“At the end of the day, it's not just MCMAP, it's a bigger picture. You've got a more confident Marine, they're going to be a more confident leader no matter where they go.”Staff Sgt. James Jimenez, 23rd Marine Regiment

23rd Marine Regiment leadership was determined to give MCMAP training precedence during OAW because of the lengthy training requirements for each level of proficiency.

"Col. Jones (the commanding officer of 23rd Marine Regiment) ensured we exploited this opportunity by emphasizing and prioritizing MCMAP throughout the Regiment, resulting in a focused effort by all MAIs to belt up as many full-duty tan belt Marines as possible to a gray belt or higher," said Parsons.

While the commander's intent for MCMAP includes "exposing Marines to physical hardship and interpersonal violence," according to Marine Corps Order 1500.59A, training also aims to develop the minds of Marines. According to Parsons, MCMAP develops discipline, attention to detail, persistence, and unit cohesion. These traits, along with discussions focused on Marine Corps core values, leadership traits and leadership principles, lead to the creation of what the program refers to as "ethical warriors."

MCMAP proficiency also influences the promotion of Marines through the warfighting section of the new Junior Enlisted Promotion Evaluation System (JEPES). According to Parsons, a Marine's belt level directly affects their promotion score and is often the deciding factor for Marines to be promoted, especially in the Reserve Component.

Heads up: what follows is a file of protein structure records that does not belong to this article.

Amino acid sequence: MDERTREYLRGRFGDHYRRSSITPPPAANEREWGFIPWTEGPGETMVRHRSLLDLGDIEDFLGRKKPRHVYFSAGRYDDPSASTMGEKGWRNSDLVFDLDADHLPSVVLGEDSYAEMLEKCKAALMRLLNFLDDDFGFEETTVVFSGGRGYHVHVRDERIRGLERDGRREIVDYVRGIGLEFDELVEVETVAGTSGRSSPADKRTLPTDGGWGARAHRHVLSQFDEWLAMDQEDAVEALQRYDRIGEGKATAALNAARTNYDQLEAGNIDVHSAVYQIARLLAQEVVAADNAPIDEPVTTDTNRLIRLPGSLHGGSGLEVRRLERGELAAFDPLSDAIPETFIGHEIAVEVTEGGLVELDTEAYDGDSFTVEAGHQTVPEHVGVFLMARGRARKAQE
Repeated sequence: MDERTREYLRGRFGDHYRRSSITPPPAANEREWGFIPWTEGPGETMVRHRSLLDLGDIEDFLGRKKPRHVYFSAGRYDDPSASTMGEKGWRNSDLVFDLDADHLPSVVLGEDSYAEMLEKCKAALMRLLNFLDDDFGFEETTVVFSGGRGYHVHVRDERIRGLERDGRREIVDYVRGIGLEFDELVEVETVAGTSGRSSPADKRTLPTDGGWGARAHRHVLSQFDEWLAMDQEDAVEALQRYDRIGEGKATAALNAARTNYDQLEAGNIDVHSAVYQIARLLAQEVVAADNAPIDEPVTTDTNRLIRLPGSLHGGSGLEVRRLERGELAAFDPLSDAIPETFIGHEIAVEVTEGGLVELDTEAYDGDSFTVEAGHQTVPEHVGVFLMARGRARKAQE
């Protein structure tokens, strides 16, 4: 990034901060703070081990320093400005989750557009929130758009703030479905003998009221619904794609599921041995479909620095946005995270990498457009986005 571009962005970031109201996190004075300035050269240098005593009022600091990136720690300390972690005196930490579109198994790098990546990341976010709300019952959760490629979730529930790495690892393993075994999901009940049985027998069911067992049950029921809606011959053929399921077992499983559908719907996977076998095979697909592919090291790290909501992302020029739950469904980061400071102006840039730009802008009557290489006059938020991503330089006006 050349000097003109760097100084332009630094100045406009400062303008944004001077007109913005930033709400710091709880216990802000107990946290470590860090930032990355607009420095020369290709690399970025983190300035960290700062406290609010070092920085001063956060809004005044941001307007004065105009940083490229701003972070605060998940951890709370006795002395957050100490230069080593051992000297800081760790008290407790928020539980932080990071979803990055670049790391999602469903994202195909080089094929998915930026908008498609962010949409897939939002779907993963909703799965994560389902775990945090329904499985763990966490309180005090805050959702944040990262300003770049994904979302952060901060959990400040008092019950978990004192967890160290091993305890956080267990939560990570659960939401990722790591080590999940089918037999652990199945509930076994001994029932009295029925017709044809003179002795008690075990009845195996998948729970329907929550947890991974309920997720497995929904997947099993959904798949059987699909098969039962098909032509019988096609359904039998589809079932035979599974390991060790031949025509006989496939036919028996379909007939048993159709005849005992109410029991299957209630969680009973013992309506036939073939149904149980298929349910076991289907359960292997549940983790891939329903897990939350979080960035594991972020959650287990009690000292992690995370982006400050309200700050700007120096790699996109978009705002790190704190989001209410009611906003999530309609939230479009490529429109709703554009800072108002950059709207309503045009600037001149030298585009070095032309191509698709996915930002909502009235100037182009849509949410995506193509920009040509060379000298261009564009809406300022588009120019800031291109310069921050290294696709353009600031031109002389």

Parsons organized, instructed, and conducted testing for over 500 Marines, advancing them from tan belt to gray, with many continuing through green, brown, and black. She was assisted by Staff Sgt. James Jimenez, an Electro-Optical Ordnance Repairer with Headquarters Company, 23rd Marine Regiment, from San Antonio, Texas, and Staff Sgt. Sebastian Agudelo, a motor vehicle operator with Truck Company, 23rd Marine Regiment, from Houston, Texas. Both Jimenez and Agudelo are MAIs.

Jimenez believes that training in MCMAP and earning new belts can help increase the confidence and leadership skills of Marines and improve combat readiness.

“There are a lot of people who struggle. If they're not confident in themselves, you just give them some kind of tool, [like MCMAP]. It builds up that confidence,” he explained. “At the end of the day, it's not just MCMAP, it's a bigger picture. You've got a more confident Marine, they're going to be a more confident leader no matter where they go.”